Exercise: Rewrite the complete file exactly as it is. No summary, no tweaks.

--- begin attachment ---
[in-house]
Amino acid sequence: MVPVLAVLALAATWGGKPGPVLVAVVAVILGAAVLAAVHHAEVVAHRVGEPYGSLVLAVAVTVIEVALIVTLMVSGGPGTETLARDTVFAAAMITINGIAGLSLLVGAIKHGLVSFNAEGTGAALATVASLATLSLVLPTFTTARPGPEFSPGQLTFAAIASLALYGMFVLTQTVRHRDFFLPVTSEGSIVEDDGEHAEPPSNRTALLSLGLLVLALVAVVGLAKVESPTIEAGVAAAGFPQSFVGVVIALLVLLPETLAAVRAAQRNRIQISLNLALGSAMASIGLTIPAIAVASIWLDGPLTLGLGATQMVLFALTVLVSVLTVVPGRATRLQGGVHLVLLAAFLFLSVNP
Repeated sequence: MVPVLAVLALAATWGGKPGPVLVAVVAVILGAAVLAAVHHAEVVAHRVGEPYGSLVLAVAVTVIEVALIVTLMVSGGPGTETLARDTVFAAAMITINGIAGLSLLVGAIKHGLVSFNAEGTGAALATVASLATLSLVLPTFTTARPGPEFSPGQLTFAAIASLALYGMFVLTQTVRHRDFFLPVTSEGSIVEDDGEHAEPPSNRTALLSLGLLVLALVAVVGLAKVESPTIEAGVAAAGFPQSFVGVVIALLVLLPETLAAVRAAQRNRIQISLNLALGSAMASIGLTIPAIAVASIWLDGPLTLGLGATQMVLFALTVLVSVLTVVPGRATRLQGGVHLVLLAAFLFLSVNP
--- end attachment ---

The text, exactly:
[in-house]
Amino acid sequence: MVPVLAVLALAATWGGKPGPVLVAVVAVILGAAVLAAVHHAEVVAHRVGEPYGSLVLAVAVTVIEVALIVTLMVSGGPGTETLARDTVFAAAMITINGIAGLSLLVGAIKHGLVSFNAEGTGAALATVASLATLSLVLPTFTTARPGPEFSPGQLTFAAIASLALYGMFVLTQTVRHRDFFLPVTSEGSIVEDDGEHAEPPSNRTALLSLGLLVLALVAVVGLAKVESPTIEAGVAAAGFPQSFVGVVIALLVLLPETLAAVRAAQRNRIQISLNLALGSAMASIGLTIPAIAVASIWLDGPLTLGLGATQMVLFALTVLVSVLTVVPGRATRLQGGVHLVLLAAFLFLSVNP
Repeated sequence: MVPVLAVLALAATWGGKPGPVLVAVVAVILGAAVLAAVHHAEVVAHRVGEPYGSLVLAVAVTVIEVALIVTLMVSGGPGTETLARDTVFAAAMITINGIAGLSLLVGAIKHGLVSFNAEGTGAALATVASLATLSLVLPTFTTARPGPEFSPGQLTFAAIASLALYGMFVLTQTVRHRDFFLPVTSEGSIVEDDGEHAEPPSNRTALLSLGLLVLALVAVVGLAKVESPTIEAGVAAAGFPQSFVGVVIALLVLLPETLAAVRAAQRNRIQISLNLALGSAMASIGLTIPAIAVASIWLDGPLTLGLGATQMVLFALTVLVSVLTVVPGRATRLQGGVHLVLLAAFLFLSVNP